As a result, traffic to view accounts and enroll in online banking, as well as to view rates and product details, went up dramatically. Also, the resulting page was much less cluttered and loaded faster, saving time. Customers were going deeper into the site, and starting more applications. Our initial success gave us the ability to redesign most of the content, navigation, and page layouts on the site within the first year. We were also able to replicate our success a few years later, in 2006, with another refresh of the home page design using the same UCD principles and tools. Forrester Research senior analyst Brad Strothkamp wrote about the 2006 redesign: “Wells Fargo’s new home page represents the culmination of years of learning about how consumers use its Web site, resulting in a home page that is both aesthetically pleasing and meets the needs of increasingly discerning users [2].”

We formalized our customer experience methodology. The customer experience group took the time to document our UCD process, and we went through many iterations of this process over time. We also made it modular—easy to communicate to different audiences, yet robust enough to encompass a whole set of tools, including comprehensive yet consumable models of customer tasks, personas, scenarios, scorecards, and performance metrics as well as standards and guidelines.

For example, the two core elements of our UCD tools were a) reusable user profiles representing our typical customers and b) the user task model, modeling and quantifying what managing-finances tasks our customers performed. These tools became the interface of our deep knowledge of customer’s goals and tasks. While all of our user profiles had some online-banking affiliation, we modeled customer tasks universally, beyond what customers did with a bank or what they did online, but encompassing what they did with their finances socially and in other banking channels.

In creating both of these tools, we relied heavily on analyzing insights from ethnographic studies we had conducted in our customers’ homes. This deep look into our customers’ lives gave us the ability to answer not just what they did, but also how and why as it pertained to finances. We also identified what aspects of our customers were crucial to us as we designed experiences for them: their life stage, tenure with the bank, tenure with online banking, and their product holdings. We mined our customer data to quantify and qualify which representative groups to include in our profiles.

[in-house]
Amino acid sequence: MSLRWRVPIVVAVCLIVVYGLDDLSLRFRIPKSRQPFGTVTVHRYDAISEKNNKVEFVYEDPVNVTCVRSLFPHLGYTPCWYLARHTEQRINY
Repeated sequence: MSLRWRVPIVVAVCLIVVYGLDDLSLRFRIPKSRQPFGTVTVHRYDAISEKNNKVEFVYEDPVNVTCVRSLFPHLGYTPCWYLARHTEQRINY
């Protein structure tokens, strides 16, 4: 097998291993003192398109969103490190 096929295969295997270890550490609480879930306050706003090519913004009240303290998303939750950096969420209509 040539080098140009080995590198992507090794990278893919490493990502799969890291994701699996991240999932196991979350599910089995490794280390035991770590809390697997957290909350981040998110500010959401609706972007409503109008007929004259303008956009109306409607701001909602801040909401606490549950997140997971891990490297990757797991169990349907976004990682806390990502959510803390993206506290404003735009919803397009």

One common mistake that we avoided with our profiles was the desire to represent every customer segment. Instead, we focused on a handful that gave us the most insight. What connected these two key tools and made them actionable on an experience project level were the “scenario starters,” which took a snapshot of one of our user profiles given a certain event in their lives, key life and financial goals as they arose from the event, challenges for taking action, and motivations to want to take action. The ability to keep the profiles and their scenarios constant throughout the design process, with questions such as “would Jane do that?” was critical in grounding our efforts in customer experience as opposed to our own expert perspectives [1].

We championed customer experience broadly. We knew that product managers, engineers, and servicing staff were equally important partners in the success of each of our customer-experience efforts. Instead of owning and controlling the goal of creating positive customer experience, we shared our vision and our methods across the group. This was a grassroots effort that took a long time. We didn’t do formal training across the group, nor did we mandate a new process. Instead, we created converts in every project we touched using our UCD methods. Having a flexible set of well-designed, easy-to-use UCD tools such as those mentioned above made the experience teams more credible and put us in the position of guiding the process of concept definition and design for our business partners.

Even simple steps made a large difference: We created PowerPoint templates for our profiles and scenario starters, and put the quantitative information supporting our user task models into Excel. This allowed our business partners to engage with the tools without having to rely on the design team. Over time, project by project, we dramatically changed the culture and language of our group. Now product managers demand that we include the customer in every step of our product development process.

We believed in collaboration. None of the disciplines that have a hand in shaping our customers’ experience could arrive at the right solution in their silos, since they each had a limited vantage point. The customer-experience group was no exception. As a highly regulated industry, we had to think of compliance and legal as strategic partners. As an online channel, we had to think of technology as a differentiator. As a service industry, we had to think about the servicing consequences of our online products and experience. And of course, as a public company, we needed to make a profit in our endeavors.

The diagram below displays how each party needed to collaborate with the other in order to arrive at the optimal solution that fits all objectives, including the objective of doing it right by the customer. (In a different industry, where the impact to the environment is a significant part of the outcome, environment can also be constraint/enabler.) As we collaborated with our partners across the organization, we acknowledged that customer-experience competency is not the center of our organization, but it is an equal partner with all the other groups that take part in creating the customer experience.